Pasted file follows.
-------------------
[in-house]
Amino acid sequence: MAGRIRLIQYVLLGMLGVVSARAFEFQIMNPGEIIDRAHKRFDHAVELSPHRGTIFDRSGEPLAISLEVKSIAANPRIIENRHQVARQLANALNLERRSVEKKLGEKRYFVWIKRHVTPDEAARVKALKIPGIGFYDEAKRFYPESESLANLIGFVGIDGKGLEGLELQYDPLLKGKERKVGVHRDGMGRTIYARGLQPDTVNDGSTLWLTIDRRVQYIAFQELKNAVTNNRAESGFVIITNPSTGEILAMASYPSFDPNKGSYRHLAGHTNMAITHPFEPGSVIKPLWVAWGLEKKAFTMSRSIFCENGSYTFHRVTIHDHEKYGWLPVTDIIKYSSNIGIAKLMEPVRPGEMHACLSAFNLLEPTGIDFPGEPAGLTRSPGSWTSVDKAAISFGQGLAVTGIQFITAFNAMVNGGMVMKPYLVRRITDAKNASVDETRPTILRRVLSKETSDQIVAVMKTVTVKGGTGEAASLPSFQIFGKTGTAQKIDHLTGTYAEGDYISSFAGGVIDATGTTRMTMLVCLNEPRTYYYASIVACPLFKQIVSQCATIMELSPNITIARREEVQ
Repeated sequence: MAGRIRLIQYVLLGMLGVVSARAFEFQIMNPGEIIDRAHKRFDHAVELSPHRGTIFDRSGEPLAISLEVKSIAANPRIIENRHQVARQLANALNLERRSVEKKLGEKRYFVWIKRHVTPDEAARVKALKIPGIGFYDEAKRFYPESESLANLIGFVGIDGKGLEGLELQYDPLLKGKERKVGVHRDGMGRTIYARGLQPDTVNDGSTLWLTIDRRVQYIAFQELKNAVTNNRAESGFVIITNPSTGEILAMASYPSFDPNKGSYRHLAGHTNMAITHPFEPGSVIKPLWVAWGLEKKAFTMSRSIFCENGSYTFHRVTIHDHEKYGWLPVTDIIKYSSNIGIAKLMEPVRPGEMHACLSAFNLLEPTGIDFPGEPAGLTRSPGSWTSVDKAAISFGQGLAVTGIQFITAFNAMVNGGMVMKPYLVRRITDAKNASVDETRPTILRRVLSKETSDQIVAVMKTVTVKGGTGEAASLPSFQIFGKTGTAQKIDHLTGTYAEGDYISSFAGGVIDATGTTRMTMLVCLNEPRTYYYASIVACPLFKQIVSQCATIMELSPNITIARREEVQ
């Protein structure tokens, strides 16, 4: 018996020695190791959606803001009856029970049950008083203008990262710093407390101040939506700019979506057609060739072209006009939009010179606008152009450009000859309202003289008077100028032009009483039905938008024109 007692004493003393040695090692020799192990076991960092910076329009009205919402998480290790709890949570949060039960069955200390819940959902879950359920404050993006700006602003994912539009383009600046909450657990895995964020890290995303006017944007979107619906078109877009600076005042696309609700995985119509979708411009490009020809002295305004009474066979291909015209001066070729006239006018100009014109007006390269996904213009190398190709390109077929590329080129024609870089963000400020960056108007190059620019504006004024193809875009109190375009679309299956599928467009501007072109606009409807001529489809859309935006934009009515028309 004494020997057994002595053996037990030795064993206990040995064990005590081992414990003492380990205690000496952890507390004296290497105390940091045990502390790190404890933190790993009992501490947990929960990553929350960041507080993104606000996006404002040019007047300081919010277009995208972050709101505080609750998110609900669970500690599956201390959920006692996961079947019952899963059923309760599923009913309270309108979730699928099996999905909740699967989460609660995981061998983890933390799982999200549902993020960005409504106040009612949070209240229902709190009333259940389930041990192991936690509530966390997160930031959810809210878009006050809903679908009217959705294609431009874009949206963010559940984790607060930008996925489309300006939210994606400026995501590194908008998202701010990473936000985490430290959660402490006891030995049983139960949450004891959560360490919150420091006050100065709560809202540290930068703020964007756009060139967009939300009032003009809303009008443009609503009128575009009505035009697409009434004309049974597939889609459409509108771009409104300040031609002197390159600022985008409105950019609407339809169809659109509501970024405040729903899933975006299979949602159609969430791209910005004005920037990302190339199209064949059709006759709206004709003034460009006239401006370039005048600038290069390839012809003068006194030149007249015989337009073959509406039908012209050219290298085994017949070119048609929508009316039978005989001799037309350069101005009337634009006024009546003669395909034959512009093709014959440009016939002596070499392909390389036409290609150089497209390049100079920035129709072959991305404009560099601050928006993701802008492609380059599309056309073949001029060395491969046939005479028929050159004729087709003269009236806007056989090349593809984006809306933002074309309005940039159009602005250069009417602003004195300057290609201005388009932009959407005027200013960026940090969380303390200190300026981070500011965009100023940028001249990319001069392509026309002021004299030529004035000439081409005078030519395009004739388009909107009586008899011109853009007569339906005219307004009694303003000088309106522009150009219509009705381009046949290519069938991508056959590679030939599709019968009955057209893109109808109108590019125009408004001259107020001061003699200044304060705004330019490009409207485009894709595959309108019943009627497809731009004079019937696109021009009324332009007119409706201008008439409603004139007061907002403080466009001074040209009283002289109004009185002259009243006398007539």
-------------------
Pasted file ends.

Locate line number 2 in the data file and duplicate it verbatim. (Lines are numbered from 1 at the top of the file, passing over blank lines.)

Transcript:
Amino acid sequence: MAGRIRLIQYVLLGMLGVVSARAFEFQIMNPGEIIDRAHKRFDHAVELSPHRGTIFDRSGEPLAISLEVKSIAANPRIIENRHQVARQLANALNLERRSVEKKLGEKRYFVWIKRHVTPDEAARVKALKIPGIGFYDEAKRFYPESESLANLIGFVGIDGKGLEGLELQYDPLLKGKERKVGVHRDGMGRTIYARGLQPDTVNDGSTLWLTIDRRVQYIAFQELKNAVTNNRAESGFVIITNPSTGEILAMASYPSFDPNKGSYRHLAGHTNMAITHPFEPGSVIKPLWVAWGLEKKAFTMSRSIFCENGSYTFHRVTIHDHEKYGWLPVTDIIKYSSNIGIAKLMEPVRPGEMHACLSAFNLLEPTGIDFPGEPAGLTRSPGSWTSVDKAAISFGQGLAVTGIQFITAFNAMVNGGMVMKPYLVRRITDAKNASVDETRPTILRRVLSKETSDQIVAVMKTVTVKGGTGEAASLPSFQIFGKTGTAQKIDHLTGTYAEGDYISSFAGGVIDATGTTRMTMLVCLNEPRTYYYASIVACPLFKQIVSQCATIMELSPNITIARREEVQ